Nirmala Rao: Everything we do practically. So, for us education is not just about getting a degree, but it's about making a difference for students in their own lives and of others, including their families and their communities. So, in addition to academic excellence, AUW places emphasis on students participating in community service initiatives, or other forms of volunteer work to develop the skills to become highly motivated and effective leaders and service oriented citizens, which is part of our mission statement. And the service ethic cuts across right from the time their recruitment takes place, where we are assessing certain competencies. It seeks to establish a young woman's desire and ability to make… to be a positive agent of change in the community she comes from. And we look for certain qualities like empathy, courage, determination, grit, and their motivation to be leaders of change in the future.

Alberto Lidji: Now, the institution is based in Bangladesh, and you mentioned initially your students were mainly from Bangladesh. That's not necessarily the case today. Is that right?

Nirmala Rao: No, initially, it started off from Bangladesh and a couple of other countries. Our charter requires us to take at least a minimum of 25% of students from Bangladesh. However, we have considerable flexibility. And today we have students from 19 different countries, including one from Senegal, most recently recruited two years ago.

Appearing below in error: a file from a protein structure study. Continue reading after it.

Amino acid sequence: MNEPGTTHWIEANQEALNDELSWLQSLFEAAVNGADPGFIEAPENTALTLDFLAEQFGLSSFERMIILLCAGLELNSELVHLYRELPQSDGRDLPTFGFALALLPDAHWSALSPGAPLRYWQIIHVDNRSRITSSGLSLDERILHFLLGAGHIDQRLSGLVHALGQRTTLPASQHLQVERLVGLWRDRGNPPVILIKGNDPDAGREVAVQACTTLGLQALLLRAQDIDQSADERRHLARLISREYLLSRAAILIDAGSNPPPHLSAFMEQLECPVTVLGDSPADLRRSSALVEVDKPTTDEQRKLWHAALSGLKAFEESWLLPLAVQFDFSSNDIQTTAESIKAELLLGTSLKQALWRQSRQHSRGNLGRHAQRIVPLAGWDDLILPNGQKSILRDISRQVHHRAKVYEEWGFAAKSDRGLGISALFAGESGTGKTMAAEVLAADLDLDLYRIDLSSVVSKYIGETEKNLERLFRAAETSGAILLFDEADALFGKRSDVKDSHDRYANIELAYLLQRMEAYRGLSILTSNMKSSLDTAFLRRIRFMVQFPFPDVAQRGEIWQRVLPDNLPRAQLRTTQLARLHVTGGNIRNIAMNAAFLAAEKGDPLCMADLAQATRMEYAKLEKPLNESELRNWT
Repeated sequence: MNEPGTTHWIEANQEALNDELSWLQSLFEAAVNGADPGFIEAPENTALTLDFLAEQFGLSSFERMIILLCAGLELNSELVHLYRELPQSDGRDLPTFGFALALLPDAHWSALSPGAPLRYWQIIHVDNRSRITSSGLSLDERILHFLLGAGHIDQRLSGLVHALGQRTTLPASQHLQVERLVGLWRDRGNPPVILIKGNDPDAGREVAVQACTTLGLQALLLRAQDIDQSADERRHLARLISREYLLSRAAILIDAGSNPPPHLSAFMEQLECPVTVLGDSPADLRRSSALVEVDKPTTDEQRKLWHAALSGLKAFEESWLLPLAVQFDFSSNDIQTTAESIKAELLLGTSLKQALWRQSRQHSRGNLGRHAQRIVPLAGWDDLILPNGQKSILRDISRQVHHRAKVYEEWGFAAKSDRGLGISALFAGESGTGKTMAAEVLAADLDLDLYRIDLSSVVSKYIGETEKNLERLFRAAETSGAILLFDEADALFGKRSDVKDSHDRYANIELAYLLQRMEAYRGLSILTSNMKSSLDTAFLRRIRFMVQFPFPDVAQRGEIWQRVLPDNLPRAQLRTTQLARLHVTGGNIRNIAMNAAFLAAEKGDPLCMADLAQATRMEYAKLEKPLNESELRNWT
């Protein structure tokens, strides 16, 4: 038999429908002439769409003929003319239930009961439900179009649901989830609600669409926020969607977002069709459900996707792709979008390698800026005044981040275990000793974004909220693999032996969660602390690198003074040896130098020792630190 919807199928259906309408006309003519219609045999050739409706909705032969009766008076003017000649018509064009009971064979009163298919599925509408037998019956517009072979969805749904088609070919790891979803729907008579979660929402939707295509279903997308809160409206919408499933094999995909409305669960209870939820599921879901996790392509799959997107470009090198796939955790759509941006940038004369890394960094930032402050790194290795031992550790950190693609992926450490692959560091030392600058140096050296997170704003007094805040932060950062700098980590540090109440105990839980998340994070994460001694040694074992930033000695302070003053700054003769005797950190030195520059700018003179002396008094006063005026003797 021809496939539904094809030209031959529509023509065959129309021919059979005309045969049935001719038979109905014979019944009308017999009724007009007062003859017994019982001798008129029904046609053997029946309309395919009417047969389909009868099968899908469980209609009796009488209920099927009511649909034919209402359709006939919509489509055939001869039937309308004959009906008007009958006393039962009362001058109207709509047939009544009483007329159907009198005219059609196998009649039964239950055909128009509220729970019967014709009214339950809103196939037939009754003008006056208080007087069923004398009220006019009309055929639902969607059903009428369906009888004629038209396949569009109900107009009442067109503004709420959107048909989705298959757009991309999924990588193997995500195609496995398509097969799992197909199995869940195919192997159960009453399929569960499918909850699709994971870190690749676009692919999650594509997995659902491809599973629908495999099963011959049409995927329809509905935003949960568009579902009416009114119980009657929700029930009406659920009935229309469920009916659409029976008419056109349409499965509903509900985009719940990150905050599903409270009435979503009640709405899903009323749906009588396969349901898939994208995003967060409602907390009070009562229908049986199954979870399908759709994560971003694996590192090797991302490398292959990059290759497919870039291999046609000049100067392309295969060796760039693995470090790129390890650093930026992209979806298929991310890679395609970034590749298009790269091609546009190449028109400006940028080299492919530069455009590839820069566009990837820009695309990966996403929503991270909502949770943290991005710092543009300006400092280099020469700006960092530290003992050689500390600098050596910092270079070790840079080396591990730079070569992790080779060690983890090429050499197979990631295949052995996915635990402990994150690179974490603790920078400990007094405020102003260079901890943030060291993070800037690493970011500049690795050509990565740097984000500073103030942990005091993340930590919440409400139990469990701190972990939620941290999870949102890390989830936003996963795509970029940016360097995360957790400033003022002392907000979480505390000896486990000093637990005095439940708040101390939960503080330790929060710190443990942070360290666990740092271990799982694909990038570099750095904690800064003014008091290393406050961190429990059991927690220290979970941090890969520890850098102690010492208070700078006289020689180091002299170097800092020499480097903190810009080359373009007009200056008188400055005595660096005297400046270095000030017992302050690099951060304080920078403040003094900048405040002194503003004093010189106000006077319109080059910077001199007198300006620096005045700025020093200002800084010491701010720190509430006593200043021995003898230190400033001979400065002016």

Alberto Lidji: Wonderful. And what are the… in order to get into this university… you mentioned some of the things that you're looking for in students. What are the fees? Are there scholarships available? How is one able to access this university, which I'm sure is probably oversubscribed in terms of demand.

Nirmala Rao: Yes, because the mission is to recruit students, young women from very marginalized communities and give them the opportunity to come forward and study. It started off predominantly as a scholarship University. Every student admitted was given a scholarship. And over the years, as the student numbers grew, and students from all walks of life, even the wealthier students wanted to join AUW, so introduced fees in recent years. Which becomes necessary enough to a point as student numbers grow, it becomes very difficult to provide for scholarship for every student. Scholarship per student is about $15,000. And that's largely because we have over half our faculty recruited from the United States, Europe, New Zealand, Australia. So we get the very best faculty. And in order to be competitive, we need to maintain our competitiveness, both in terms of salaries and getting the right expertise. So today, we have around 20% of our students paying fees.